Another critique of the Rotterdam methodology is that it leaves out the human element of its metabolic metaphor.  Humans are a large variable in some of these bottom-up solution designs. For example, in the analysis of emissions from food production, FABrications proposes circular processes that turn food waste into alternative proteins such as insects.  However, will humans adapt to these alternative protein sources such and eat insects? Therefore, these solutions may be ignoring one of the more important approaches to urban metabolism, according to the UN report “Urban Metabolism for Resource-Efficient Cities” which describes the biosocial approach to include the “cooperation of change and progress in urban management.”  Although more difficult to diagram and quantify than systems, flows, and ecologies in that there is less definiteness in its structure, the biosocial approach is truly a large part of the success of these solutions and should not be ignored in an apolitical construct.

Brunner states that “In all advanced service-oriented societies, and in particular in cities, consumer-oriented emissions are more important than production oriented emissions. This has implications for the design of environmental protection strategies.”  Therefore, it may be the case that designing circular systems may be one of the same as designing cooperative consumers of these solutions. This isn’t to say that humans can be “controlled” completely by the political structures and regulations, but that urban researchers will need similar circular and analytical methodologies when investigating the citizen and how they are interacting with these strategies.  For example, adapted citizens could be treated as inputs and stocks, while dis-adapting citizens could be treated as outputs. Clearly data privacy would play a large role in such an analysis, but such metrics can also be valuable in understanding the adapted human as a valuable, sustainable resource.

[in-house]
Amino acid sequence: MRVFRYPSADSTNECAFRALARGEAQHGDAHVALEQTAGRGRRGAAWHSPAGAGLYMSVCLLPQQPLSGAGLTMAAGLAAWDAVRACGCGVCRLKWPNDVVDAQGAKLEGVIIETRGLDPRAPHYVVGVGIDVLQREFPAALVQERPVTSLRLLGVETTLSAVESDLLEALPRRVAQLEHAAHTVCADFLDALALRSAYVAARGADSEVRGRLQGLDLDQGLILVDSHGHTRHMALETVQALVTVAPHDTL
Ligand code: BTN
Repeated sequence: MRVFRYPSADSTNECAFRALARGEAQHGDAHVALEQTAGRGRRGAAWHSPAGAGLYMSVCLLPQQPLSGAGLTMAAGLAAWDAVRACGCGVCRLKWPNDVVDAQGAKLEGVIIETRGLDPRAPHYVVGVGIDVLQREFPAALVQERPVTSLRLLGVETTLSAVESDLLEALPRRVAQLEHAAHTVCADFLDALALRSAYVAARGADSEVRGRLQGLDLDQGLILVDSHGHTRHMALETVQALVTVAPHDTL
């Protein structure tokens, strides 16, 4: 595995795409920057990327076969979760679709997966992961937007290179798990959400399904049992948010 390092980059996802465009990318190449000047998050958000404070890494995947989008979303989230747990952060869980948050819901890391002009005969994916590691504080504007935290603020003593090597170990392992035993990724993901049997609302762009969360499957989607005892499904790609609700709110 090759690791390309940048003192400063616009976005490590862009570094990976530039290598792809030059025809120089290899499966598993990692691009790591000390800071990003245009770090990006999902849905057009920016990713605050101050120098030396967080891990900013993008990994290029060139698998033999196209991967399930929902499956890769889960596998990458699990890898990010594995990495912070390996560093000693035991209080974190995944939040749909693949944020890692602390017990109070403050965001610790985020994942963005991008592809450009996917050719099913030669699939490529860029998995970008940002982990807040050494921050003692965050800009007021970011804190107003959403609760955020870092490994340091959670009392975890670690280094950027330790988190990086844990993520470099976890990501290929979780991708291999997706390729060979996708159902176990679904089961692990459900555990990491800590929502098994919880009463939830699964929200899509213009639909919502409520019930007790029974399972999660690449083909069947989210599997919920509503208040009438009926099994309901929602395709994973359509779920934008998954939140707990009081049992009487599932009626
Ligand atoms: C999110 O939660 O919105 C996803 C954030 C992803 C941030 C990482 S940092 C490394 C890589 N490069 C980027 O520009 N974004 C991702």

To look at the second component of the metaphor, cities are “living organisms”, however their metabolic systems evolve at a much faster rate due to the variability and unpredictability of technology.  Homosapiens have been in existence over the last hundreds of millions of years with the structure of their metabolic processes remaining largely the same (despite pharmaceuticals being able to augment these processes), whereas the chemical processes of cities are adapting and evolving everyday.  For example, e-mobility, micro-mobility, and autonomous vehicles have approached the mass market in the last 20 years, moving our cities towards a more sustainable, people-friendly mobility flow. Relatedly, the incumbent future of artificial intelligence will most likely have an impact in all of the flows mentioned in the Rotterdam study at some point in the future.  Therefore, being able to keep up with and forecast the rise of technology will play a big role in urban flow strategies moving forward and the metaphor of metabolism only works in knowing that cities are living organisms with dynamic and evolving processes.